• Published On: 5/16/2014
  •  Changing Minds In The Army: Why It Is So Difficult and What To Do About It

    Changing Minds In The Army: Why It Is So Difficult and What To Do About It

    Changing Minds In The Army: Why It Is So Difficult and What To Do About It Dr Stephen J Gerras, Dr Leonard Wong Monograph by the US Army War College, Strategic Studies Institute, US Army War College Press "While changing one’s mind is not something we normally associate with strategic leadership, Stephen Gerras and Leonard Wong point out that it is not only a valuable skill at the strategic level, but also a necessary capability in the current security environment of complexity and change. Unfortunately, as the authors describe, changing one’s mind does not come easy for Army senior leaders. Individual and organizational factors emerge that make the ability to change one’s mind difficult and elusive. Nevertheless, this monograph introduces a concept that all Army senior leaders should evaluate both in themselves and the Army profession."
    • Published On: 10/1/2013
  •  SOLLIMS Sampler - Lessons on Stability Operations from U.S. Army War College Students

    SOLLIMS Sampler - Lessons on Stability Operations from U.S. Army War College Students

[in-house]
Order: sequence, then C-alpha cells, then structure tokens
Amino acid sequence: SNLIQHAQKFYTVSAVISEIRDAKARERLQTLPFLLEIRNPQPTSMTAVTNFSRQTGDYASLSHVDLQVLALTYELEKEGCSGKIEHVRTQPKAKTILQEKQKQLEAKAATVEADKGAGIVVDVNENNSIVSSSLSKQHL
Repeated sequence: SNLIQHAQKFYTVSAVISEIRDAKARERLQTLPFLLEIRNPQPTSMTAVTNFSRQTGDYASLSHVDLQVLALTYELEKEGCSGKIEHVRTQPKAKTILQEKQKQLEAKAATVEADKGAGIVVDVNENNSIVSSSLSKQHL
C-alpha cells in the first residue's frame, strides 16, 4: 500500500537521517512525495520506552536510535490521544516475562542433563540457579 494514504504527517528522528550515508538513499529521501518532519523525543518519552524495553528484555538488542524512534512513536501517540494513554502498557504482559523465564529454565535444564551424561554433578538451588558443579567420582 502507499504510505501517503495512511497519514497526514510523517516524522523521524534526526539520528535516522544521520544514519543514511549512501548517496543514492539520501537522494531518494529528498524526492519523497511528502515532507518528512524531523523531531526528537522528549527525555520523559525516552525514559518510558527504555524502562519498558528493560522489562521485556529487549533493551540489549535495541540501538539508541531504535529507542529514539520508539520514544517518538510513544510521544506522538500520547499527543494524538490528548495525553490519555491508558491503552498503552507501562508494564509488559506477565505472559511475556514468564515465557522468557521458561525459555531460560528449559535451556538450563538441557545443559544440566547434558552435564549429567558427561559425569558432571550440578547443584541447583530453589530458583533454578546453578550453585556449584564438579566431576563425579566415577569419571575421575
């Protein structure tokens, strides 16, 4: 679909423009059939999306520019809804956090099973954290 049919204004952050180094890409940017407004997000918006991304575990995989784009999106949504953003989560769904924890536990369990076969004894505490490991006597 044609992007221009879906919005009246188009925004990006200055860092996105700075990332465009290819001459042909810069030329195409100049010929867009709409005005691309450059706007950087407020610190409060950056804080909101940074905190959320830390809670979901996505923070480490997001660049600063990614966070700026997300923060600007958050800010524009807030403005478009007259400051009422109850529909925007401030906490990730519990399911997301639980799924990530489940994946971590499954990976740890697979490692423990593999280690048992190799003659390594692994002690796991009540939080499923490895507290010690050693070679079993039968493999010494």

SOLLIMS Sampler - Lessons on Stability Operations from U.S. Army War College Students Mister David A Mosinski PKSOI SOLLIMS Sampler by the US Army War College, Peacekeeping and Stability Operations Institute "In Academic Year 2013, U.S. Army War College students in PKSOI elective courses were given the opportunity to enter a Lesson Learned (gained from operational experience) into the SOLLIMS database. Over 80 Lessons Learned were captured, covering topics such as Governance, Security Sector Reform, Economic Stabilization, and Comprehensive Approach. The vast majority have Joint, Interagency, Intergovernmental, and Multinational (JIIM) applications."
    • Published On: 8/26/2013
Page 2 of 13